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The Cambridge History of English and American Literature in 18 Volumes (1907–21).>br>Volume I. From the Beginnings to the Cycles of Romance.

XVII. Later Transition English

§ 3. The Deeds of Hereward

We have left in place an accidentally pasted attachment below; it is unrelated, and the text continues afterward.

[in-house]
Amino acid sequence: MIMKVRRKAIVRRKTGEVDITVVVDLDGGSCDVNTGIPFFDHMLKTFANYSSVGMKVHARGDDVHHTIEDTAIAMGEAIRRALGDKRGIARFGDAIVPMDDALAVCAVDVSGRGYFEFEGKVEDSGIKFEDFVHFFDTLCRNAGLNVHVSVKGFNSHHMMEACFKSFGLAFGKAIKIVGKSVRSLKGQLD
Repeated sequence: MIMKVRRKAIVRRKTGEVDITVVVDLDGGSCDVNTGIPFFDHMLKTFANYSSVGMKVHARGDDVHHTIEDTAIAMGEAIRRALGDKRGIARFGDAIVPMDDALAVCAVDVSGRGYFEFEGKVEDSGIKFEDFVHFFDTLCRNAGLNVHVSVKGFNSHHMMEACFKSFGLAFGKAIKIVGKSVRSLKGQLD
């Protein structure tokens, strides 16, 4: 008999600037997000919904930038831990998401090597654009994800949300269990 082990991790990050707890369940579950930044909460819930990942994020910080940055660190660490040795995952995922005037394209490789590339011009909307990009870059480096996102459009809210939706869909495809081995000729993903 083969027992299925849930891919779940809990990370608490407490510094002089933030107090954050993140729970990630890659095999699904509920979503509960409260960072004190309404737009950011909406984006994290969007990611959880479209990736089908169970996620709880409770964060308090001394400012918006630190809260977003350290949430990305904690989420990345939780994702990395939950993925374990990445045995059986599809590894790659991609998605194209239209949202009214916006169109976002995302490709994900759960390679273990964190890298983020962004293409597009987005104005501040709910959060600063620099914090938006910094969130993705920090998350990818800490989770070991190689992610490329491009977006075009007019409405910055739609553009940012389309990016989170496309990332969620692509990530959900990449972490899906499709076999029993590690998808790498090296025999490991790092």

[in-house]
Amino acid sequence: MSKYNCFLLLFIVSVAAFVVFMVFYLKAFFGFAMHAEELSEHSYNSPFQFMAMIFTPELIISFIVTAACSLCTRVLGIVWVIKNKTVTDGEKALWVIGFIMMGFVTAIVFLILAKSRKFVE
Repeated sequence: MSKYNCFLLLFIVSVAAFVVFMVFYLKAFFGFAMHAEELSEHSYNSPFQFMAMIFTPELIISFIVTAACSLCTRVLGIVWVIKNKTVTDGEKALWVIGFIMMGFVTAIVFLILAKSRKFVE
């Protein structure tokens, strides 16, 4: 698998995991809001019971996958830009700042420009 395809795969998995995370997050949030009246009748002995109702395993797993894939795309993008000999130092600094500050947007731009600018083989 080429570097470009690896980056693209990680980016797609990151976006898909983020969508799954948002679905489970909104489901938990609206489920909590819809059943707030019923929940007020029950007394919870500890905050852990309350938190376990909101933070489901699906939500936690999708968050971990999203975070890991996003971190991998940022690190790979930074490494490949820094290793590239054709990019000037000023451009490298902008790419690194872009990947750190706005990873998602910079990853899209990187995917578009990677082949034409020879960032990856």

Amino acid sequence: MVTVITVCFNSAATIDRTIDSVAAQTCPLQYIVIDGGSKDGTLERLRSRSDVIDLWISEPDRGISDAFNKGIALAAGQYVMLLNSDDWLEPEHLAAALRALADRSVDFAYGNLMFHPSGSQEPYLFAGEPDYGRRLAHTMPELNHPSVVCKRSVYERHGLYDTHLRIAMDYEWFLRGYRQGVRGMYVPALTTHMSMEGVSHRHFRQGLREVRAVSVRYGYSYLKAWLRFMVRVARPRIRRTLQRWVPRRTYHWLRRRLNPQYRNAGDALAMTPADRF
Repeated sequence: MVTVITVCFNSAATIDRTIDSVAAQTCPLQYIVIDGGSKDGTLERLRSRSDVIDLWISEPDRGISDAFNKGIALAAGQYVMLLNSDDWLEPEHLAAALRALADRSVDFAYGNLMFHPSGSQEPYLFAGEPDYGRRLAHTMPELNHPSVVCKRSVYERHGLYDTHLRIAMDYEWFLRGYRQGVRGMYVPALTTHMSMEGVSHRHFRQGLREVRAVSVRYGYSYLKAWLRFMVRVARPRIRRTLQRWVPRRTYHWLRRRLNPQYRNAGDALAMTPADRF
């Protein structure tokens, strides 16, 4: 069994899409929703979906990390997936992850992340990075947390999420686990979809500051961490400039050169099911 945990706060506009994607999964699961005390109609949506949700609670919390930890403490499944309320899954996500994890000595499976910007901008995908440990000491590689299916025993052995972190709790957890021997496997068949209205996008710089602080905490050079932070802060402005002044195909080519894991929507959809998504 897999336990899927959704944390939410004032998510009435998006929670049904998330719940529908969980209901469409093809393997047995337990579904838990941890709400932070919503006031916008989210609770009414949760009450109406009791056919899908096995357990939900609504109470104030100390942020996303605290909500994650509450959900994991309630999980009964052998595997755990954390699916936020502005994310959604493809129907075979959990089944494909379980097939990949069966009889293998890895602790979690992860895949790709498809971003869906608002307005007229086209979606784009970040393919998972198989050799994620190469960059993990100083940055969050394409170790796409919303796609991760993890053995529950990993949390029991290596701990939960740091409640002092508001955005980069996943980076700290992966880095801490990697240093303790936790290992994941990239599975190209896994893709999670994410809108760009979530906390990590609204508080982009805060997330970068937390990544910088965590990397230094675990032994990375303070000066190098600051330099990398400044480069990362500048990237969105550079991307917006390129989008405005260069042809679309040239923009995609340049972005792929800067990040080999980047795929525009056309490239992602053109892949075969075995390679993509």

Some hint of what the people had liked to hear in the way of tales is preserved for us in The Deeds of Hereward, a son of Lady Godiva, and an offspring of the native soil, the recital of whose horse-play in the court of the king and of whose deeds on his speedy mare Swallow would appeal to all who liked the tale of Havelok, the strapping Grimsby fisher lad, scullery boy and king’s son. But the secular tale and satirical poem of the thirteenth and fourteenth century appealed to a different audience and are of direct historical value. In Latin and in English, the tyranny and vice and luxury of the times are strongly condemned, the conduct of simoniacal priest and sensual friar is held up to ridicule; and, in that way, the ground was prepared for the seed to be sown later by the Lollards. Monasticism, which had risen to an extraordinary height during the regin of Stephen and borne excellent fruit in the educational labours of men like Gilbert of Sempringham, began to decline in the early years of the thirteenth century. Then came the friars; and their work among the people, especially in relieving physical suffering, was characterised by a self-sacrificing zeal which showed that they were true sons of Assisi; but there were some among those who succeeded them whose light lives and dark deeds are faithfully reflected in the songs and satires of Middle English; and there were others, in higher stations, equally false to their trust, who form the subject of the political verse coming into vogue in the vernacular. Even though it be borne in mind that the mutual antagonism between regulars and seculars, and between members of different orders, may be responsible for some of the scandals satirised, and that there was always a lighter side to the picture—against bishop Golias and his clan there were, surely, people like Richard Rolle of Hampole—yet sufficient evidence remains, apart from the testimony of Matthew Paris, of the steadily growing unpopularity of monks and friars, and the equally steady growth of the revolt of the people against clerical influence.